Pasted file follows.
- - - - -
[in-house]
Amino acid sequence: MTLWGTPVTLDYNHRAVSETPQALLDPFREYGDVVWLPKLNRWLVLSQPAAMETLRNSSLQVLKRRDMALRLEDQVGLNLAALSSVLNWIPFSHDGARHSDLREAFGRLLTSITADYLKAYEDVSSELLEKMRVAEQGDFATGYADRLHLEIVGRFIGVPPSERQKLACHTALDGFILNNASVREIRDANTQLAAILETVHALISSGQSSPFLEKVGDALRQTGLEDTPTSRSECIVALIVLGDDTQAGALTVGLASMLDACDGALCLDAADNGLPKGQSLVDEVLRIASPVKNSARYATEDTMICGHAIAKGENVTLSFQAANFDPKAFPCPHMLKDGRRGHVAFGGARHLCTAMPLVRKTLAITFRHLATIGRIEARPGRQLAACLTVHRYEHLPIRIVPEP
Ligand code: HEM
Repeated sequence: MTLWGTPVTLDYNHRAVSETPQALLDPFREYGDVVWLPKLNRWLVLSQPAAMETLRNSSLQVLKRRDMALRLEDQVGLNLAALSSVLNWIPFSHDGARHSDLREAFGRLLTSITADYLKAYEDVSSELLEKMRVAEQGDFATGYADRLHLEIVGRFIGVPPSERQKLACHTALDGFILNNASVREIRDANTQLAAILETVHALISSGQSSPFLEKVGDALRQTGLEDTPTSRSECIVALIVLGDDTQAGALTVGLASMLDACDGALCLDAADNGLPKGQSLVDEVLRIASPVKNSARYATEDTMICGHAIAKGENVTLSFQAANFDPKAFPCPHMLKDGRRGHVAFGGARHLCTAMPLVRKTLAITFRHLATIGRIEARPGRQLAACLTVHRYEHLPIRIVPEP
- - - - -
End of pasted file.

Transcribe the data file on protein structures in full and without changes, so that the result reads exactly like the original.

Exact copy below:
[in-house]
Amino acid sequence: MTLWGTPVTLDYNHRAVSETPQALLDPFREYGDVVWLPKLNRWLVLSQPAAMETLRNSSLQVLKRRDMALRLEDQVGLNLAALSSVLNWIPFSHDGARHSDLREAFGRLLTSITADYLKAYEDVSSELLEKMRVAEQGDFATGYADRLHLEIVGRFIGVPPSERQKLACHTALDGFILNNASVREIRDANTQLAAILETVHALISSGQSSPFLEKVGDALRQTGLEDTPTSRSECIVALIVLGDDTQAGALTVGLASMLDACDGALCLDAADNGLPKGQSLVDEVLRIASPVKNSARYATEDTMICGHAIAKGENVTLSFQAANFDPKAFPCPHMLKDGRRGHVAFGGARHLCTAMPLVRKTLAITFRHLATIGRIEARPGRQLAACLTVHRYEHLPIRIVPEP
Ligand code: HEM
Repeated sequence: MTLWGTPVTLDYNHRAVSETPQALLDPFREYGDVVWLPKLNRWLVLSQPAAMETLRNSSLQVLKRRDMALRLEDQVGLNLAALSSVLNWIPFSHDGARHSDLREAFGRLLTSITADYLKAYEDVSSELLEKMRVAEQGDFATGYADRLHLEIVGRFIGVPPSERQKLACHTALDGFILNNASVREIRDANTQLAAILETVHALISSGQSSPFLEKVGDALRQTGLEDTPTSRSECIVALIVLGDDTQAGALTVGLASMLDACDGALCLDAADNGLPKGQSLVDEVLRIASPVKNSARYATEDTMICGHAIAKGENVTLSFQAANFDPKAFPCPHMLKDGRRGHVAFGGARHLCTAMPLVRKTLAITFRHLATIGRIEARPGRQLAACLTVHRYEHLPIRIVPEP